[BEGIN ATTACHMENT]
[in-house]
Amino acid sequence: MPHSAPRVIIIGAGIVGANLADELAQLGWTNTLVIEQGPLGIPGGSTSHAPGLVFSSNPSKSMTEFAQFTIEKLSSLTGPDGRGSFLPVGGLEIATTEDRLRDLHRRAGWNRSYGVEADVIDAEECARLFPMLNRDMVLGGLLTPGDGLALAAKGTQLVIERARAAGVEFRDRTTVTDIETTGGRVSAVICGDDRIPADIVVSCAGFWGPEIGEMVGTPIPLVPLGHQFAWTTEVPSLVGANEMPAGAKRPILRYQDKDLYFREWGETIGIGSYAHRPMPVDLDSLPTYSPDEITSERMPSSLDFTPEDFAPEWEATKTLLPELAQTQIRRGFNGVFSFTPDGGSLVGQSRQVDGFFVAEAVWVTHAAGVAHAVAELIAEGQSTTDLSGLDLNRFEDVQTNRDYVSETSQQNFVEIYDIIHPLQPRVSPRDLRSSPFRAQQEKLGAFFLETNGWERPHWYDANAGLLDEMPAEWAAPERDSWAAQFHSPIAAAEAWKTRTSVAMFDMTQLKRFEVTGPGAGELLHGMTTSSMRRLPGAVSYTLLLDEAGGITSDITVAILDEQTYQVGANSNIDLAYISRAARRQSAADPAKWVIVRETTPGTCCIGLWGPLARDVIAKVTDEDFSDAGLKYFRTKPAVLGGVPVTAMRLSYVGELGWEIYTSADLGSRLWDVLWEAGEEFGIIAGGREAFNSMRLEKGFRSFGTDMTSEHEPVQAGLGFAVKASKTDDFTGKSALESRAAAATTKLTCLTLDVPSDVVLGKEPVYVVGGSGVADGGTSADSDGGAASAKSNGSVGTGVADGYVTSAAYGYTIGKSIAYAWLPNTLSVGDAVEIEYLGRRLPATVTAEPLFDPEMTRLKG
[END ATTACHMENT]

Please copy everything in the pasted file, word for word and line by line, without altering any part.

[in-house]
Amino acid sequence: MPHSAPRVIIIGAGIVGANLADELAQLGWTNTLVIEQGPLGIPGGSTSHAPGLVFSSNPSKSMTEFAQFTIEKLSSLTGPDGRGSFLPVGGLEIATTEDRLRDLHRRAGWNRSYGVEADVIDAEECARLFPMLNRDMVLGGLLTPGDGLALAAKGTQLVIERARAAGVEFRDRTTVTDIETTGGRVSAVICGDDRIPADIVVSCAGFWGPEIGEMVGTPIPLVPLGHQFAWTTEVPSLVGANEMPAGAKRPILRYQDKDLYFREWGETIGIGSYAHRPMPVDLDSLPTYSPDEITSERMPSSLDFTPEDFAPEWEATKTLLPELAQTQIRRGFNGVFSFTPDGGSLVGQSRQVDGFFVAEAVWVTHAAGVAHAVAELIAEGQSTTDLSGLDLNRFEDVQTNRDYVSETSQQNFVEIYDIIHPLQPRVSPRDLRSSPFRAQQEKLGAFFLETNGWERPHWYDANAGLLDEMPAEWAAPERDSWAAQFHSPIAAAEAWKTRTSVAMFDMTQLKRFEVTGPGAGELLHGMTTSSMRRLPGAVSYTLLLDEAGGITSDITVAILDEQTYQVGANSNIDLAYISRAARRQSAADPAKWVIVRETTPGTCCIGLWGPLARDVIAKVTDEDFSDAGLKYFRTKPAVLGGVPVTAMRLSYVGELGWEIYTSADLGSRLWDVLWEAGEEFGIIAGGREAFNSMRLEKGFRSFGTDMTSEHEPVQAGLGFAVKASKTDDFTGKSALESRAAAATTKLTCLTLDVPSDVVLGKEPVYVVGGSGVADGGTSADSDGGAASAKSNGSVGTGVADGYVTSAAYGYTIGKSIAYAWLPNTLSVGDAVEIEYLGRRLPATVTAEPLFDPEMTRLKG